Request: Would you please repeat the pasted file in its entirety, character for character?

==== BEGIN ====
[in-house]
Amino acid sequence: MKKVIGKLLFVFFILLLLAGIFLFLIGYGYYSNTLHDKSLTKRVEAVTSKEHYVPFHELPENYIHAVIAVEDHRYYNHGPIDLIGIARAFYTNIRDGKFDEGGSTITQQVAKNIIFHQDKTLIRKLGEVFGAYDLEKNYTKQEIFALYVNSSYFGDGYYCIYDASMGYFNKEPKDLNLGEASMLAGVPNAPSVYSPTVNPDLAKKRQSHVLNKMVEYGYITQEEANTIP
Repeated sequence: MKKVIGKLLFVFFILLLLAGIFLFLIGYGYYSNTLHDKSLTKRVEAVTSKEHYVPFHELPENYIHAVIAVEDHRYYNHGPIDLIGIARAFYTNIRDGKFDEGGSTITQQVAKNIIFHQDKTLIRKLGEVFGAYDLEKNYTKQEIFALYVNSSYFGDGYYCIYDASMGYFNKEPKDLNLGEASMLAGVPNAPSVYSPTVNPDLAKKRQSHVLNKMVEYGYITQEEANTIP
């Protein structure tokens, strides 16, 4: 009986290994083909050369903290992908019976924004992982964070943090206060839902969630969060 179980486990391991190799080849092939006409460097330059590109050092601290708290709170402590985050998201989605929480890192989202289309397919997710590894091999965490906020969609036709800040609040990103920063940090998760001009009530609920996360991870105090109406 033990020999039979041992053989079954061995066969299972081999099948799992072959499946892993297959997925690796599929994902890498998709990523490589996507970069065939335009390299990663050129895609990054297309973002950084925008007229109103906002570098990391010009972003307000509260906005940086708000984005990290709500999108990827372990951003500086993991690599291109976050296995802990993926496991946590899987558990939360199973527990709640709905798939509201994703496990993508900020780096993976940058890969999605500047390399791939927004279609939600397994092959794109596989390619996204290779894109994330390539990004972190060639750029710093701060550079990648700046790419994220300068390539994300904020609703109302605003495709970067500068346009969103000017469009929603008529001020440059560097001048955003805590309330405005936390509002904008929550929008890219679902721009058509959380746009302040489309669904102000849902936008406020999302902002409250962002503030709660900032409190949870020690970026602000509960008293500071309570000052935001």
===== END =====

[in-house]
Amino acid sequence: MKKVIGKLLFVFFILLLLAGIFLFLIGYGYYSNTLHDKSLTKRVEAVTSKEHYVPFHELPENYIHAVIAVEDHRYYNHGPIDLIGIARAFYTNIRDGKFDEGGSTITQQVAKNIIFHQDKTLIRKLGEVFGAYDLEKNYTKQEIFALYVNSSYFGDGYYCIYDASMGYFNKEPKDLNLGEASMLAGVPNAPSVYSPTVNPDLAKKRQSHVLNKMVEYGYITQEEANTIP
Repeated sequence: MKKVIGKLLFVFFILLLLAGIFLFLIGYGYYSNTLHDKSLTKRVEAVTSKEHYVPFHELPENYIHAVIAVEDHRYYNHGPIDLIGIARAFYTNIRDGKFDEGGSTITQQVAKNIIFHQDKTLIRKLGEVFGAYDLEKNYTKQEIFALYVNSSYFGDGYYCIYDASMGYFNKEPKDLNLGEASMLAGVPNAPSVYSPTVNPDLAKKRQSHVLNKMVEYGYITQEEANTIP
């Protein structure tokens, strides 16, 4: 009986290994083909050369903290992908019976924004992982964070943090206060839902969630969060 179980486990391991190799080849092939006409460097330059590109050092601290708290709170402590985050998201989605929480890192989202289309397919997710590894091999965490906020969609036709800040609040990103920063940090998760001009009530609920996360991870105090109406 033990020999039979041992053989079954061995066969299972081999099948799992072959499946892993297959997925690796599929994902890498998709990523490589996507970069065939335009390299990663050129895609990054297309973002950084925008007229109103906002570098990391010009972003307000509260906005940086708000984005990290709500999108990827372990951003500086993991690599291109976050296995802990993926496991946590899987558990939360199973527990709640709905798939509201994703496990993508900020780096993976940058890969999605500047390399791939927004279609939600397994092959794109596989390619996204290779894109994330390539990004972190060639750029710093701060550079990648700046790419994220300068390539994300904020609703109302605003495709970067500068346009969103000017469009929603008529001020440059560097001048955003805590309330405005936390509002904008929550929008890219679902721009058509959380746009302040489309669904102000849902936008406020999302902002409250962002503030709660900032409190949870020690970026602000509960008293500071309570000052935001």